Security concerns cover all market sectors. Several other standards organizations have created solutions that have very broad adoption. The approach by IMS when creating the Security Framework is to adopt this best practice and adapt it to meet the specific needs of edtech interoperability. We achieve secure communication by requiring the use of Transport Layer Security (TLS) as defined by the Internet Engineering Task Force (IETF) Request For Comment (RFC) 8446. Providing authentication and authorization is more complicated. Authentication is the confirmation that a user is who they claim to be while authorization gives those users permission to access a resource. In the IMS specifications, there are three scenarios for which awe must support authentication and authorization:

  • Web services-based information exchanged between systems where there is an established trust relationship (OneRoster is a typical example)

  • Web services-based information exchange between systems where there is no established trust relationship (Comprehensive Learner Record is a typical example)

  • Moving users between edtech systems that may or may not have an established trust relationship (LTI Advantage is a typical example)

Therefore, two third-party specifications have been adopted:

  • OAuth 2 defined in IETF RFCs 6749 and 6750
  • OpenID Connect from the OpenID Foundation and which is built upon OAuth 2 to provide authentication

One of the problems when combining specifications from several sources is to create a consistent terminology. In the Security Framework we have used the established IMS terminology as our basis and have been careful to explain how this is mapped to the terminology used in the third-party specifications. 

In version 1.1 several functional additions have been made due to the requirements from new IMS specifications. These additions are:

  • Support for access token refresh as part of the OAuth 2 Authorisation Code Grant workflow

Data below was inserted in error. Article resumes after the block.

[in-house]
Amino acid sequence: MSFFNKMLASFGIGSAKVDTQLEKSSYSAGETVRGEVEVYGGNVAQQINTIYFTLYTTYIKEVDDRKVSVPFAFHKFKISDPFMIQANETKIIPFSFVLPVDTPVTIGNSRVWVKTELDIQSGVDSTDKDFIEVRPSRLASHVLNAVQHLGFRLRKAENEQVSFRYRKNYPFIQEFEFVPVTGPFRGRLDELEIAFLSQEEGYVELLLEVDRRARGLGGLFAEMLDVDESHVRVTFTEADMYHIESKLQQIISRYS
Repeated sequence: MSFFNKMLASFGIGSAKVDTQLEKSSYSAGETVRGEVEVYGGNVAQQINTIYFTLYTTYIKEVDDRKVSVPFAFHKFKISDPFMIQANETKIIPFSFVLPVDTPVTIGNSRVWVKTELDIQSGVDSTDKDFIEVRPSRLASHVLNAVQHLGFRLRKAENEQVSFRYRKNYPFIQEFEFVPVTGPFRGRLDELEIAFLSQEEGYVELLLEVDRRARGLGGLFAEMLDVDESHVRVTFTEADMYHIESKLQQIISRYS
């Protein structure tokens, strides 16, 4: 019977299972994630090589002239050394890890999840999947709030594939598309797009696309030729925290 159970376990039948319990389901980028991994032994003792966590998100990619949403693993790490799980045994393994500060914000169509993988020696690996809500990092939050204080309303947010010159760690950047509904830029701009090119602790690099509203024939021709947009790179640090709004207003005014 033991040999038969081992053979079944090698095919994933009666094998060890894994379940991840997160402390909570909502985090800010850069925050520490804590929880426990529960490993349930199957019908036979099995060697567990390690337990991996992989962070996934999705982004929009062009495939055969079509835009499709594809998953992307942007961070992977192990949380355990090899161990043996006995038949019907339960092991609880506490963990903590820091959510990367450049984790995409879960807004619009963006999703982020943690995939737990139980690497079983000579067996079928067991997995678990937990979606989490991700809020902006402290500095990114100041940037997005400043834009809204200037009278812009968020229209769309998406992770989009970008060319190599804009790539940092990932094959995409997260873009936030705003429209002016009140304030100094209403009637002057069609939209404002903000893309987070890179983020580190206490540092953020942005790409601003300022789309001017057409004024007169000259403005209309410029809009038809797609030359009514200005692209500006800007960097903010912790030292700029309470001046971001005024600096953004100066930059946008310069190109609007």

• Support for access token revocation (using [RFC7009] as part of the OAuth 2 Client Credentials
  • Support for access token and/or refresh token revocation (using [RFC7009] as part of the OAuth 2 Authorisation Code Grant workflow
  • Support for dynamic client registration to simplify the use of OAuth 2 using [RFC7591] and [RFC7592]
  • Support for dynamic client registration to simplify the use of OpenID Connect [OPENID-DCR] and [OPENID-DIS] for systems based upon LTI
  • Definition of the use of a service discovery endpoint and the Service Discovery Document (SDD), based upon OpenAPI (JSON) file format, for obtaining a description of a service provider's service capabilities

Apart from a few bug fixes and corrections the new functionality added in version 1.1 is backwards compatible with version 1.0. Therefore, migration from version 1.0 to 1.1 is expected to occur as part of the natural revision cycle on a per IMS specification basis.

IMS Security Committee

The IMS Security Committee has been given the responsibility for maintaining the Security Framework. This committee brings together some of the IMS technical staff with experts in the field of security and edtech systems from the IMS Contributing Members. This committee provides IMS with awareness for state-of-the-art security best practices and insight into how organizations should apply these practices. The Security Committee also has responsibility for undertaking an annual security audit. This is a formal review of how the Security Framework is being applied in the IMS specifications as well as reviewing the effectiveness of the Security Committee itself. The audit report contains a set of short, medium, and long-term recommendations, which should be completed in the twelve months following the publication of the report.

The IMS architects are responsible for ensuring that the various specification working groups use the Security Framework appropriately. Before submitting a specification to the IMS Technical Advisory Board (TAB) for a vote on Final Release, the specification must be submitted to the Security Committee for formal review. If there is anything that may be contentious, then it is recommended that the specification is sent to the Security Committee for formal review as part of the creation of the Candidate Final Release process.